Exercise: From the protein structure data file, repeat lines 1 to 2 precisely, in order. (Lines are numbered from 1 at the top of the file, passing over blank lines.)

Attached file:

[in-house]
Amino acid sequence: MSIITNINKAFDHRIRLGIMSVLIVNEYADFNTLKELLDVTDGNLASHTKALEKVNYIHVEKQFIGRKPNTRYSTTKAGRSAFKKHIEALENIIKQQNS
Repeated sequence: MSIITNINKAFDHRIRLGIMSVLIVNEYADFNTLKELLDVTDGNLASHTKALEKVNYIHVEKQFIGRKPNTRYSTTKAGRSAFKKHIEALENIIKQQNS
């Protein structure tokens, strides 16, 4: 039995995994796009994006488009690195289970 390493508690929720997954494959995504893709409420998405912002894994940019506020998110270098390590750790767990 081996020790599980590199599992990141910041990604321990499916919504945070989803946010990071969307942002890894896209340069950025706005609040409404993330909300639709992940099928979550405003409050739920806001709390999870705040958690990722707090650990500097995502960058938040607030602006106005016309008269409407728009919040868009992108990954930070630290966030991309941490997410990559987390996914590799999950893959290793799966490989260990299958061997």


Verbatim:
[in-house]
Amino acid sequence: MSIITNINKAFDHRIRLGIMSVLIVNEYADFNTLKELLDVTDGNLASHTKALEKVNYIHVEKQFIGRKPNTRYSTTKAGRSAFKKHIEALENIIKQQNS